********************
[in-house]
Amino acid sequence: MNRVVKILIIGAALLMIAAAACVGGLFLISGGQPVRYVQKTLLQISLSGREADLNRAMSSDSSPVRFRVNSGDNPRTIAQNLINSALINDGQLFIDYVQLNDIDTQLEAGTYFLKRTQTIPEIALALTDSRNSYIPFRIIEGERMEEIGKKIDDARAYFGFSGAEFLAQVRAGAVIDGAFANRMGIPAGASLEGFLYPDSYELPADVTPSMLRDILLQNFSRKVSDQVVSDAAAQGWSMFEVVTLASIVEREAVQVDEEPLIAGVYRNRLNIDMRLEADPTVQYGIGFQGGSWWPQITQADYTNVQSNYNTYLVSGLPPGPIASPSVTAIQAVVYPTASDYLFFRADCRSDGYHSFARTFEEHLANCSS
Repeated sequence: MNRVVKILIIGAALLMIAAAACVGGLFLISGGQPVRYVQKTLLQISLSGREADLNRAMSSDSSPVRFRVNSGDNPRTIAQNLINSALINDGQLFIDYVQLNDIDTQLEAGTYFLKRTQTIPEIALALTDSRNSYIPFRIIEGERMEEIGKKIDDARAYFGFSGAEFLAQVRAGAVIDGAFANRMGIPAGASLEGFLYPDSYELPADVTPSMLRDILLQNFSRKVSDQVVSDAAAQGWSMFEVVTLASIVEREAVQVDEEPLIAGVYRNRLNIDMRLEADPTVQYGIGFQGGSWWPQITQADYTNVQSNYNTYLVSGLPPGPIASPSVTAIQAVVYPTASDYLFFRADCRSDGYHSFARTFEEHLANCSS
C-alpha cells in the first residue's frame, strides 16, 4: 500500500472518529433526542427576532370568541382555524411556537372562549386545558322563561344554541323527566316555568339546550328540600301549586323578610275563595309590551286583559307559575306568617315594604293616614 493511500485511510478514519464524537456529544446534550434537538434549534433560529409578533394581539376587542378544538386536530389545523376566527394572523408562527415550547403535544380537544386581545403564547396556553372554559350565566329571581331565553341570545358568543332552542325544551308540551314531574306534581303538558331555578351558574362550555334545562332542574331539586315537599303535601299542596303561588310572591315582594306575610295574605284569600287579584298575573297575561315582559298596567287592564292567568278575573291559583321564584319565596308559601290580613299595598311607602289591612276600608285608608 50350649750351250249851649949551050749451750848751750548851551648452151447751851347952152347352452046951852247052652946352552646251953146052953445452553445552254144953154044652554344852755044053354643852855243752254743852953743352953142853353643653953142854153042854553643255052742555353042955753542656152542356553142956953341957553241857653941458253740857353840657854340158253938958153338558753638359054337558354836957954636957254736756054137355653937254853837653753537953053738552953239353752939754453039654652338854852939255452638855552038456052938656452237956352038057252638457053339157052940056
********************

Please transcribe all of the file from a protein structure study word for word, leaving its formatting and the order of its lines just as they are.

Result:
[in-house]
Amino acid sequence: MNRVVKILIIGAALLMIAAAACVGGLFLISGGQPVRYVQKTLLQISLSGREADLNRAMSSDSSPVRFRVNSGDNPRTIAQNLINSALINDGQLFIDYVQLNDIDTQLEAGTYFLKRTQTIPEIALALTDSRNSYIPFRIIEGERMEEIGKKIDDARAYFGFSGAEFLAQVRAGAVIDGAFANRMGIPAGASLEGFLYPDSYELPADVTPSMLRDILLQNFSRKVSDQVVSDAAAQGWSMFEVVTLASIVEREAVQVDEEPLIAGVYRNRLNIDMRLEADPTVQYGIGFQGGSWWPQITQADYTNVQSNYNTYLVSGLPPGPIASPSVTAIQAVVYPTASDYLFFRADCRSDGYHSFARTFEEHLANCSS
Repeated sequence: MNRVVKILIIGAALLMIAAAACVGGLFLISGGQPVRYVQKTLLQISLSGREADLNRAMSSDSSPVRFRVNSGDNPRTIAQNLINSALINDGQLFIDYVQLNDIDTQLEAGTYFLKRTQTIPEIALALTDSRNSYIPFRIIEGERMEEIGKKIDDARAYFGFSGAEFLAQVRAGAVIDGAFANRMGIPAGASLEGFLYPDSYELPADVTPSMLRDILLQNFSRKVSDQVVSDAAAQGWSMFEVVTLASIVEREAVQVDEEPLIAGVYRNRLNIDMRLEADPTVQYGIGFQGGSWWPQITQADYTNVQSNYNTYLVSGLPPGPIASPSVTAIQAVVYPTASDYLFFRADCRSDGYHSFARTFEEHLANCSS
C-alpha cells in the first residue's frame, strides 16, 4: 500500500472518529433526542427576532370568541382555524411556537372562549386545558322563561344554541323527566316555568339546550328540600301549586323578610275563595309590551286583559307559575306568617315594604293616614 493511500485511510478514519464524537456529544446534550434537538434549534433560529409578533394581539376587542378544538386536530389545523376566527394572523408562527415550547403535544380537544386581545403564547396556553372554559350565566329571581331565553341570545358568543332552542325544551308540551314531574306534581303538558331555578351558574362550555334545562332542574331539586315537599303535601299542596303561588310572591315582594306575610295574605284569600287579584298575573297575561315582559298596567287592564292567568278575573291559583321564584319565596308559601290580613299595598311607602289591612276600608285608608 50350649750351250249851649949551050749451750848751750548851551648452151447751851347952152347352452046951852247052652946352552646251953146052953445452553445552254144953154044652554344852755044053354643852855243752254743852953743352953142853353643653953142854153042854553643255052742555353042955753542656152542356553142956953341957553241857653941458253740857353840657854340158253938958153338558753638359054337558354836957954636957254736756054137355653937254853837653753537953053738552953239353752939754453039654652338854852939255452638855552038456052938656452237956352038057252638457053339157052940056